Filing 21

ORDER granting 3 Motion to Dismiss for Failure to State a Claim. Ordered by U.S. District Judge HUGH LAWSON on 9/26/2014. (nbp)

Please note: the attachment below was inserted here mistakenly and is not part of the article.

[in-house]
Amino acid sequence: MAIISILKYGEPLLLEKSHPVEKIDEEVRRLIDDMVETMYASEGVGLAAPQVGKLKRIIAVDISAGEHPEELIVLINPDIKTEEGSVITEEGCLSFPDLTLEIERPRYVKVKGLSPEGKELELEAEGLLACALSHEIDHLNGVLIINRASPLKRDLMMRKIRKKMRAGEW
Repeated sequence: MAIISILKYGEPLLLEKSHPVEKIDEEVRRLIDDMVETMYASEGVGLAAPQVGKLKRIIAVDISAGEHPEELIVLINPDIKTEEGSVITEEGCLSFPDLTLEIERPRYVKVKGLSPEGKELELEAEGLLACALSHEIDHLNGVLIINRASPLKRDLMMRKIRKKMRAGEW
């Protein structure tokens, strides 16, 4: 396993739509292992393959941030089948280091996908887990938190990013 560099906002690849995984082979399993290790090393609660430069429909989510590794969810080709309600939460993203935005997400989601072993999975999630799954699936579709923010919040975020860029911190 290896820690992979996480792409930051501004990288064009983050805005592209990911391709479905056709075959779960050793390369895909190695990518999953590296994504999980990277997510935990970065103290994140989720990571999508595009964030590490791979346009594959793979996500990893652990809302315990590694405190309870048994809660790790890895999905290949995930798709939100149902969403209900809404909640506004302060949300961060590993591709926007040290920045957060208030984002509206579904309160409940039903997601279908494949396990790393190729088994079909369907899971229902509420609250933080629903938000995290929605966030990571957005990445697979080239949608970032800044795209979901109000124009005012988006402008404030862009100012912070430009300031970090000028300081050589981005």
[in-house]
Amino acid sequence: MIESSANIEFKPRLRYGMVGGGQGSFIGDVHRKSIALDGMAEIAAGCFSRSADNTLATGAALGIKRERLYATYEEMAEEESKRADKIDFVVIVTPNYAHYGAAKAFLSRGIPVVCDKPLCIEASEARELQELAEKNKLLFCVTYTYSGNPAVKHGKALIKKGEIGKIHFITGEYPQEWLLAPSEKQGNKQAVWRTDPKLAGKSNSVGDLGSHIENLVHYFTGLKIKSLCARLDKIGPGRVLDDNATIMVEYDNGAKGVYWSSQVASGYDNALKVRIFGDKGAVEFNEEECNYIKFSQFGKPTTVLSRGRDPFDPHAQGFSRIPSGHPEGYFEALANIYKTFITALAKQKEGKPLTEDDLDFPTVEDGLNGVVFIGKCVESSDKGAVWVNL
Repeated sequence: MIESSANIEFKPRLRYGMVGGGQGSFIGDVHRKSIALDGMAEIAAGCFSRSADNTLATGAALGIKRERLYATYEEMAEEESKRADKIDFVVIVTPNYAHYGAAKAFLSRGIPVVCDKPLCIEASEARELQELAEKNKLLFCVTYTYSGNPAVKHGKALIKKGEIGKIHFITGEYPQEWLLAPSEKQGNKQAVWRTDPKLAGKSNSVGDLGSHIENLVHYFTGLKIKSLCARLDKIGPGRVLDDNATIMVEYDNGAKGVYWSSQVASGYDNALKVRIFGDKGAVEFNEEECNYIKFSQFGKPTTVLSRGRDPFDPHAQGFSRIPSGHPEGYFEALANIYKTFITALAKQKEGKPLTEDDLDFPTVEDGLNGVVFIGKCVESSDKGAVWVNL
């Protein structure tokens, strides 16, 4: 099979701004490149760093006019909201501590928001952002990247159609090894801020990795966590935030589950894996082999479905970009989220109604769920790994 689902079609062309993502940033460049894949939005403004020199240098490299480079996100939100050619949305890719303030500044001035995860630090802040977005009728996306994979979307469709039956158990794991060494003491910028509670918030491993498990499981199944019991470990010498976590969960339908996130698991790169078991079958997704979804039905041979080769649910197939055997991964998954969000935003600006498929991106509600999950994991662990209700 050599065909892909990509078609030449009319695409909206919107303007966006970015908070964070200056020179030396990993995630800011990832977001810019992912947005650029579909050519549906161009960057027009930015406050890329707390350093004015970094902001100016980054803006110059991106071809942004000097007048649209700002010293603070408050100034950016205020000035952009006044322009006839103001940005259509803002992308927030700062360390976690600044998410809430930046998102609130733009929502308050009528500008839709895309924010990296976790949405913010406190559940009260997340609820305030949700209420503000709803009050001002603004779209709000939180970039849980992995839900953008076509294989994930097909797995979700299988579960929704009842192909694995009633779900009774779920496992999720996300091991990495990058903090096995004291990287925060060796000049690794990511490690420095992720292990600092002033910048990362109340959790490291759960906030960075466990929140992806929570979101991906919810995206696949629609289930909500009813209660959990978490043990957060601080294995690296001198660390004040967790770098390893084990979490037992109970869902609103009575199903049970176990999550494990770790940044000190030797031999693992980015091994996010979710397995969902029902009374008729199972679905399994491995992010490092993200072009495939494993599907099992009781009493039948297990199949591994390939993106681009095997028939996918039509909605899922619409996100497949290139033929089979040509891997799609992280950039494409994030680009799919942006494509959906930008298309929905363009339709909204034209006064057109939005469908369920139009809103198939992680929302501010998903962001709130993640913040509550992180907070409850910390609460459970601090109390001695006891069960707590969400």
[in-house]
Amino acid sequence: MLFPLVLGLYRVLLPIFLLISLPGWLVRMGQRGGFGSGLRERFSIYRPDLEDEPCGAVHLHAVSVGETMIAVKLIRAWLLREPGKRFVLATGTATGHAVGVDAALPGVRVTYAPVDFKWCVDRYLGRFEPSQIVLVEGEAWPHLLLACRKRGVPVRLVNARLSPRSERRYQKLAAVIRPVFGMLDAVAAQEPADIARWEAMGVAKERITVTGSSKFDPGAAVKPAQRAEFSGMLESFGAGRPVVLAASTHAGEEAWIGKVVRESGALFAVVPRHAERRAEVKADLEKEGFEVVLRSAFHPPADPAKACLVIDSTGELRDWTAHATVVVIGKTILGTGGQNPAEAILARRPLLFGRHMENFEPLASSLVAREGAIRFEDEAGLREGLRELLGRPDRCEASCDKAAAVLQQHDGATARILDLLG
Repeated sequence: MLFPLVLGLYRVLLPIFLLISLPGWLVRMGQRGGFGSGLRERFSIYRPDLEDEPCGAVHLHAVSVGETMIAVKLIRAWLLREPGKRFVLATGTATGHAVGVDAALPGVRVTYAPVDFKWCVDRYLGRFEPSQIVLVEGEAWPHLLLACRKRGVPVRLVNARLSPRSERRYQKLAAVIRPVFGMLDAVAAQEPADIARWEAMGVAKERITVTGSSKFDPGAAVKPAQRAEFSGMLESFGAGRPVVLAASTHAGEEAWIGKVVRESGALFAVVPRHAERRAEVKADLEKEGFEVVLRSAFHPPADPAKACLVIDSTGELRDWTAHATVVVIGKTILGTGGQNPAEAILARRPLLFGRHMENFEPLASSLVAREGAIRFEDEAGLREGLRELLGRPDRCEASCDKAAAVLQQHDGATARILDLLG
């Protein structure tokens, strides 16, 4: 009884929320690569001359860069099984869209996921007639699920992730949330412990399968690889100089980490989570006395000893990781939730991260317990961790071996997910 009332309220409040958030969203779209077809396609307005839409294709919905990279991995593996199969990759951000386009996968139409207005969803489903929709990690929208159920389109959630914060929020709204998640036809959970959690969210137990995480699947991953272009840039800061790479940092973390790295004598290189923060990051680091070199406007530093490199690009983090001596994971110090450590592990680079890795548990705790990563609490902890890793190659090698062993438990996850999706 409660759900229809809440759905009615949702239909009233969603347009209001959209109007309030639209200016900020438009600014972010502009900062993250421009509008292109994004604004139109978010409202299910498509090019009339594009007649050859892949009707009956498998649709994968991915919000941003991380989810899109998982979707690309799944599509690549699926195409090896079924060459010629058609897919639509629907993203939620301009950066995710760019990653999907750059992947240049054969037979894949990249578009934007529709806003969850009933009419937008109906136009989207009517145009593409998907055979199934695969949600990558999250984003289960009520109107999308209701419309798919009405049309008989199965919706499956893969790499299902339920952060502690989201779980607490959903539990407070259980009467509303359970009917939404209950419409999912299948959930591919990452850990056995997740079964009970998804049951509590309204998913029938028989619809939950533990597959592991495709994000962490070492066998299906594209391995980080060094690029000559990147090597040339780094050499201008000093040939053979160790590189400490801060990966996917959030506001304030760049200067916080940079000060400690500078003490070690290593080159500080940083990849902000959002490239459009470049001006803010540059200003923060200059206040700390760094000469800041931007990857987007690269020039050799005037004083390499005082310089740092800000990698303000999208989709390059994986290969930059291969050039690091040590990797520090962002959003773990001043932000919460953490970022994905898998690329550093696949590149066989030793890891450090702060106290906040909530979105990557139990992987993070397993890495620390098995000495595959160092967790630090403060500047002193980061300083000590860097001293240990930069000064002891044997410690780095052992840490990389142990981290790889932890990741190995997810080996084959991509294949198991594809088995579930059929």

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IN THE UNITED STATES DISTRICT COURT FOR THE MIDDLE DISTRICT OF GEORGIA VALDOSTA DIVISION STANDARD CONTRACTORS, INC., Plaintiff, v. Civil Action No. 7:14-CV-66 (HL) NATIONAL TRUST INSURANCE COMPANY, Defendant. ORDER This case is before the Court on Defendant’s Motion to Dismiss. (Doc. 3). For the reasons discussed below, the Court grants Defendant’s motion. I. FACTS On January 30, 2013, Plaintiff Standard Contractors, Inc. (“SCI”) entered into a subcontract with Marteen, Inc., a general contractor hired to renovate the indoor pool facility at Moody Air Force Base. (Doc. 1-1 ¶ 6). SCI agreed to provide all labor, equipment and materials required for the project. (Id.) SCI then subcontracted the design and installation of the pool to Aqua Designs Systems, Inc. (“Aqua Designs”). (Id. at ¶¶ 7-8). SCI and Aqua Designs finalized the pool renovation project on December 21, 2012. (Id. at ¶ 9). SCI received notification on March 31, 2013 that there was a significant drop in the water level of the pool. (Id. at ¶ 21). Upon investigation, SCI discovered extensive damage to the pool, the pool’s recirculation system, and the concrete decking on both sides of the pool. (Id. at ¶ 22). According to SCI, Aqua Designs omitted numerous parts that were vital to the recirculation system and specifically required by the design plan. (Id. at ¶¶ 10-12). SCI further alleges that Aqua Designs installed an oversized impeller that caused excessive water pressure in the recirculation system. (Id. at ¶¶ 13-15). The combination of the missing parts and the oversized impeller compromised the piping system and lead to the demise of the pool project. (Id. at ¶¶ 16-20). SCI submitted a claim to Defendant National Trust Insurance Company (“National Trust”) on April 9, 2013, seeking coverage for the Loss under a commercial general liability (“CGL”) policy. (Id. at ¶ 23, 25). National Trust acknowledged receipt of the claim on April 11, 2013. (Id. ¶ 26; Doc. 1-2, Ex. C). In its preliminary assessment of the claim, National Trust indicated that there may not be coverage under the CGL policy but agreed to investigate the matter subject to a reservation of rights. (Id.). On May 9, 2013, National Trust, citing various provisions contained in the insurance policy, confirmed that there was no coverage of the claim. (Id. at ¶ 27; Doc. 1-1, Ex. D). The insurance company again asserted a reservation of rights and instructed SCI that if “any of the facts change, or any new allegations are raised, or if a lawsuit is filed, you should immediately notify us and we will further evaluate the new information.” (Doc. 12, Ex. D). By a letter dated June 21, 2013, SCI contested the denial of coverage, 2 made a demand for coverage, and placed National Trust on notice of a potential bad faith claim under O.C.G.A. § 33-4-6. (Doc. 1-1, ¶¶28-29; Doc. 1-2, Ex. E). Fearing exposure to contract and tort claims by Marteen, Inc. and the United States Air Force, SCI entered into a mitigation agreement with Aqua Designs on July 2, 2013 to repair the damage to the pool and the surrounding areas. (Doc. 1-1, ¶¶ 30, 33). SCI and National Trust continued to communicate about the disputed claim, but National Trust never changed its position regarding coverage of the alleged loss. (Id. at ¶¶ 35-39; Doc. 1-2, Ex. F-G). SCI completed the repair project in late November 2013. (Id. at ¶ 40). SCI sent another demand for coverage to National Trust on December 11, 2013, demanding $431,507.90 for the cost of repairing the pool. (Id. at ¶ 41; Doc. 1-2, Ex. H). National Trust did not accept the demand. SCI thereafter filed a complaint against National Trust in the State Court of Lowndes County, Georgia, alleging breach of contract and bad faith failure to pay pursuant to O.C.G.A. § 334-6.1 National Trust removed the case to this Court and now moves to dismiss SCI’s Complaint on grounds that SCI fails to state a claim against National Trust for which relief can be granted. 1 SCI named Aqua Designs in the initial lawsuit. The parties later collectively consented to dismissing Aqua Designs without prejudice because of a binding arbitration agreement between SCI and Aqua Designs. 3 II. MOTION TO DISMISS STANDARD When examining a motion to dismiss, the court shall accept “all well- pleaded facts . . . as true, and the reasonable inferences therefrom are construed in the light most favorable to the plaintiff.” Bryant v. Avado Brands, Inc., 187 F.3d 1271,1273 n. 1 (11th Cir. 1999). The court must dismiss the complaint if, “on the basis of a dispositive issue of law, no construction of the factual allegations will support the cause of action.” Marshall Cnty. Bd. of Educ. v. Marshall Cnty. Gas Dist., 992 F.2d 1171, 1174 (11th Cir. 1993) (citing Executive 100, Inc. v. Martin County, 992 F.2d 1536, 1539 (11th Cir. 1991) and Bell v. Hood, 327 U.S. 678, 682 (1946)). Accordingly, to avoid dismissal under Federal Rule of Civil Procedure 12(b)(6), “a complaint must contain sufficient factual matter, accepted as true, to ‘state a claim for relief that is plausible on its face.’” Ashcroft v. Iqbal, 556 U.S. 662, 678 (2009) (quoting Bell Atlantic Corp. v. Twombly, 550 U.S. 544, 570 (2007)). Georgia law recognizes that “‘[a]n insurance policy is simply a contract, the provisions of which should be construed as any other type of contract.’” Taylor Morrison Servs., Inc. v. HDI-Gerling America Ins. Co., 293 Ga. 456, 459 (2013) (quoting Hunnicut v. Southern Farm Bureau Life Ins. Co., 256 Ga. 611, 612 (1987)). Contract disputes are well suited for adjudication by the court “‘because construction of a contract is ordinarily a matter of law.’” Maxum Indemnity Co. v. Jimenez, 318 Ga. App. 669 (2012) (quoting Nationwide Mut. Fire Ins. Co. v. 4 Somers, 264 Ga. App. 421, 423 (2003)). The parties do not dispute the facts of the underlying insurance claim at issue in this case. Rather, the question is whether or not the CGL policy covers the claim. III. ANALYSIS National Trust contends that SCI’s breach of contract claim fails as a matter of law under the express terms of the CGL policy. According to National Trust, SCI has not plead any facts establishing that National Trust has a duty to defend or to indemnify SCI for the loss SCI sustained as a result of Aqua Designs’ faulty workmanship. SCI counters with the argument that National Trust’s denial of coverage constitutes an anticipatory breach of the contract. Further, SCI argues that National Trust’s imposition of a precondition of a judicial finding of liability prior to the attachment of the duty to indemnify is contrary to law and breaches of the implied covenant of good faith and fair dealing. Upon careful review of the Complaint and the insurance policy, the Court finds that the insurance agreement between the parties unambiguously disallows coverage for the loss sustained by SCI as a result of Aqua Designs’ alleged negligence. SCI has alleged no facts to establish the right to relief for a breach of contract. 5 A. Breach of Contract The contract at issue here is a standard CGL policy.2 GCL policies are commonly purchased by contractors like SCI to insure against “the ‘potentially limitless’ risk that the contractors’ work, once relinquished or completed, will cause bodily injury or damage to property for which the contractor may be found liable.” Mass. Bay Ins. Co. v. Sunbelt Directional Drilling, Inc., 2008 U.S. Dist. LEXIS 20066, at *9 (N.D. Ga. Feb. 14, 2008) (citing McDonald Constr. Co., Inc. v. Bituminous Cas. Corp., 279 Ga. App. 757, 761 (2006)). A policy of this sort “is not intended to protect a contractor from economic loss when a product or completed work is not to the customer’s satisfaction or when a contractor must repair or replace an element of his own work which has been damaged in order to comply with his contractual obligations to the customer.” Id. at *9-10. In other words, a CGL policy only covers a loss where liability arises as a result of a tort, not breach of contract. Id. at *10. The contract entered into by SCI and National Trust contains the following language under the Insuring Agreement: We will pay those sums that the insured becomes legally obligated to pay as damages because of “bodily injury” or “property damage” to which this insurance applies. We will have the right and duty to defend the insured against any 2 A “standard” CGL policy “is one written on a standard policy form developed by the Insurance Services Office (ISO), an association of property and casualty insurers.” See Taylor Morrison Services, Inc., 293 Ga. 456, 457 n.1 (2013). The policy in this case was written on standard ISO form CG 00 01 12 07. 6 “suit” seeking those damages. . . . We may, at our discretion, investigate any “occurrence” and settle any claim or “suit” that may result. (Doc. 1-1, p. 27). In its motion to dismiss, National Trust breaks down its contractual duties under this provision into two parts, (1) the duty to defend SCI against a suit seeking covered damages; and (2) the duty to indemnify SCI for damages SCI is legally obligated to pay. (Doc. 3-1, p. 4). The duty to defend and the duty to indemnify are separate and independent obligations and have different triggering mechanisms. See Utility Service Co., Inc. v. St. Paul Travelers Ins. Co., 2007 U.S. Dist. LEXIS 4634, at *6 (M.D. Ga. Jan. 22, 2007); Somers, 264 Ga. App. at 423. The duty to defend, which requires the insurer to provide the insured with an adequate defense against any covered claim, arises upon the filing of a claim. Utility Service Co., Inc., 2007 U.S. Dist. LEXIS 4634, at *4. The duty to indemnify, in contrast, “is triggered only when the insured becomes obligated to pay damages covered by the policy; in other words, when there is an entry of final judgment, settlement, or a final resolution of the underlying claims by some other means.” Id. (citing Northland Cas. Co. v. HBE Corp., 160 F. Supp. 2d 1348, 1360 (M.D. Fla. 2001). 7 1. Duty to Defend According to the terms of the CGL policy here, the duty to defend arises upon the filing of a “suit” seeking damages for alleged “property damage” for which the policy provides coverage. (Doc. 1-1, p. 41). “Suit” is defined as “a civil proceeding” and includes arbitration proceedings and other alternative dispute resolution proceedings. SCI has at no point alleged that either Marteen, Inc. or Moody Air Force Base ever filed suit or even threatened to file suit for alleged damage to the pool. SCI concedes this point. However, SCI counters by attempting to argue that National Trust’s initial denial of the insurance claim was an anticipatory repudiation of National Trust’s duty to provide a defense. SCI states that it “could hardly be expected to allow the claims of Marteen, Inc. and Moody Air Force Base to ripen into lawsuits in the hopes that [National Trust] would change course and tender coverage.” (Doc. 5). SCI’s strained argument is unconvincing and does not remedy the absence of factual allegations that SCI was facing legal action and that National Trust breached its duty to defend SCI. Under Georgia law, “anticipatory repudiation of a contract occurs when one party thereto repudiates his contractual obligation to perform prior to the time such performance is required under the terms of the contract.” Layer v. Clipper Petroleum, Inc., 319 Ga. App. 410, 416 (2012) (citation and punctuation omitted). SCI claims that National Trust 8 anticipatorily breached the contract by denying coverage and refusing to reimburse SCI for the loss associated with the damage to the pool project. SCI’s argument conflates the duty to defend with the duty to indemnify. While the facts as presented to the Court do show that National Trust declined to provide indemnification for the claim, the May 9, 2013 denial letter relied upon by SCI in support of this argument very clearly provides, “If any of the facts change, or any new allegations are raised, or if a lawsuit is filed, you should immediately notify us and we will further evaluate this claim.” (Doc. 1-2, p. 43). SCI never notified National Trust of the initiation of any legal proceedings against it. Nor has SCI alleged that National Trust at any point indicated that should a lawsuit be filed in the future that National Trust refused to consider the content of the lawsuit and the applicability of the insurance contract to any potential claims. Accordingly, it cannot be said that National Trust either anticipatorily or actually breached the duty to defend SCI. 2. Duty to Indemnify National Trust next states that SCI’s claim that National Trust breached its duty to indemnify should be dismissed because SCI voluntarily assumed the expense of repairing the pool, and the CGL policy does not provide for reimbursement of SCI’s out of pocket expenses. The insurance contract obligates National Trust to indemnify SCI for “sums that [SCI] becomes legally obligated to pay.” (Doc. 1-1, p. 27). The parties disagree about what “legally 9 obligated” means and when legal responsibility attaches. The Court need not resolve what the phrase means in the context of this case because the Court finds that under the plain language of the contract there is no coverage for the loss SCI sustained as a result of the negligence of Aqua Designs, a subcontractor. “Where the language of a contract is plain and unambiguous, . . . no construction is required or permissible and the terms of the contract must be given an interpretation of ordinary significance.” Richard Bowers & Co. v. Creel, 280 Ga. App. 199, 200-201 (2006); see also Taylor Morrison Services, Inc., 293 Ga. at 459 (“when the provisions of an insurance policy are clear and unambiguous, we attribute to those provisions their clear meaning”). The contract language here is unambiguous and not subject to multiple interpretations. The CGL policy contains a comprehensive list of exclusions and conditions under which the policy does and does not apply. Under exclusion “l” the policy does not provide coverage for “‘property damage’ to ‘your work.’” (Doc. 1-1, p. 31). This exclusion does not apply “if the damaged work or the work out of which the damage arises was performed on your behalf by a subcontractor.” (Id.). While at first blush, this language appears to support SCI’s claim that the insurance policy encompasses damage caused to the pool project by Aqua Designs’ faulty installation of the pool, this contractual term cannot be read in isolation from the remainder of the contract. The General Liability Advantage Endorsement 10 modifies the terms of the policy. “‘Under the general rule of contract construction, a limited or specific provision will prevail over one that is more broadly inclusive.’” Lay Bros., Inc. v. Golden Pantry Food Stores, Inc., 273 Ga. App. 870, 872-73 (2005) (citing Broome v. Allstate Ins. Co., 144 Ga. App. 318, 319 (1977)). Coverage Section G: Contractors Errors and Omissions changes the insuring agreement as follows: If you are a “contractor”, we will pay those sums that you become legally obligated to pay as damages because of “property damage” to “your product”, “your work” or “impaired property”, due to faulty workmanship, material or design, or products including consequential loss, to which this insurance applies. The damages must have resulted from your negligent act, error or omission while acting in your business capacity as a contractor or subcontractor or from a defect in material or a product sold or installed by you while acting in this capacity. (Doc. 1-2, p. 3). The policy then very specifically exempts from coverage “[a]ny liability for ‘property damage’ to ‘your work’ if the damaged work or the work out of which the damage arises was performed on your behalf by a subcontractor.” (Doc. 1-2, p. 4). SCI consistently has denied responsibility for the damage to the pool, instead pointing to Aqua Designs as the negligent party. In the Complaint, SCI explains that the damage to the pool resulted from Aqua Designs’ variance from the design plan and omission of essential parts. The Complaint contains no allegations that SCI contributed in any way to the ultimate loss of the pool project. Because the loss resulted from work performed by a subcontractor and 11 not SCI, by the plain terms of the contract SCI’s claim that National Trust breached the duty to indemnify must fail as a matter of law. B. Bad Faith In the absence of a valid breach of contract claim, SCI’s cause of action for bad faith likewise must fail. Under O.C.G.A. § 33-4-6, an insurance company that refuses in bad faith to pay for a loss covered by an insurance policy after the insured has made a valid demand for payment shall be liable both for the loss plus a penalty of up to 50% of the loss and reasonable attorney’s fees. As discussed above, the CGL policy by its express terms does not cover the loss allegedly sustained by SCI as a result of a subcontractor’s negligence. Accordingly, it cannot be said that National Trust denied coverage of the claim in bad faith. SCI’s bad faith claim is dismissed. IV. CONCLUSION For the foregoing reasons, Defendants’ Motion to Dismiss (Doc. 3) is granted. SO ORDERED, this 26th day of September, 2014. s/ Hugh Lawson_______________ HUGH LAWSON, SENIOR JUDGE aks 12